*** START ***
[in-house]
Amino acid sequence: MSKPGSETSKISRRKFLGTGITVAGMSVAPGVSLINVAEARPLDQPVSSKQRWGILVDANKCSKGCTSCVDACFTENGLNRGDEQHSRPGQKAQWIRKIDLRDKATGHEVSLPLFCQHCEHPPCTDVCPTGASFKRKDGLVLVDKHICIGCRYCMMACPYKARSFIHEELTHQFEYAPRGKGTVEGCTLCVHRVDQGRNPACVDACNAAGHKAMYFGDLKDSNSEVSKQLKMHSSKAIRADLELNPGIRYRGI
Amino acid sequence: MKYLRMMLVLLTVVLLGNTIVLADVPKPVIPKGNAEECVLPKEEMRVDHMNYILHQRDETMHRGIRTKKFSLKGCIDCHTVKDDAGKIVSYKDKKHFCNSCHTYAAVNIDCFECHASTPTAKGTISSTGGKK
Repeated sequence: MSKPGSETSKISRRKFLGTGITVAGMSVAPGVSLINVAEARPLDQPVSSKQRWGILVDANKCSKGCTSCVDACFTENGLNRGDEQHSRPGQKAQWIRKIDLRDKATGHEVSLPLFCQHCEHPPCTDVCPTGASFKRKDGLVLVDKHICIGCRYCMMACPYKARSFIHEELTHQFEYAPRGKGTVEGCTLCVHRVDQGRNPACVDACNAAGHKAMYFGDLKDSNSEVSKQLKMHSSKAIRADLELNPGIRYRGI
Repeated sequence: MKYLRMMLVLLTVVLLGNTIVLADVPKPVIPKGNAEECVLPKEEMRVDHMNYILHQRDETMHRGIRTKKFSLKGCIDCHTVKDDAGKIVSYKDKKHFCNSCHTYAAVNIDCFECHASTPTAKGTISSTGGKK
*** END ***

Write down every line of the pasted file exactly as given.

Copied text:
[in-house]
Amino acid sequence: MSKPGSETSKISRRKFLGTGITVAGMSVAPGVSLINVAEARPLDQPVSSKQRWGILVDANKCSKGCTSCVDACFTENGLNRGDEQHSRPGQKAQWIRKIDLRDKATGHEVSLPLFCQHCEHPPCTDVCPTGASFKRKDGLVLVDKHICIGCRYCMMACPYKARSFIHEELTHQFEYAPRGKGTVEGCTLCVHRVDQGRNPACVDACNAAGHKAMYFGDLKDSNSEVSKQLKMHSSKAIRADLELNPGIRYRGI
Amino acid sequence: MKYLRMMLVLLTVVLLGNTIVLADVPKPVIPKGNAEECVLPKEEMRVDHMNYILHQRDETMHRGIRTKKFSLKGCIDCHTVKDDAGKIVSYKDKKHFCNSCHTYAAVNIDCFECHASTPTAKGTISSTGGKK
Repeated sequence: MSKPGSETSKISRRKFLGTGITVAGMSVAPGVSLINVAEARPLDQPVSSKQRWGILVDANKCSKGCTSCVDACFTENGLNRGDEQHSRPGQKAQWIRKIDLRDKATGHEVSLPLFCQHCEHPPCTDVCPTGASFKRKDGLVLVDKHICIGCRYCMMACPYKARSFIHEELTHQFEYAPRGKGTVEGCTLCVHRVDQGRNPACVDACNAAGHKAMYFGDLKDSNSEVSKQLKMHSSKAIRADLELNPGIRYRGI
Repeated sequence: MKYLRMMLVLLTVVLLGNTIVLADVPKPVIPKGNAEECVLPKEEMRVDHMNYILHQRDETMHRGIRTKKFSLKGCIDCHTVKDDAGKIVSYKDKKHFCNSCHTYAAVNIDCFECHASTPTAKGTISSTGGKK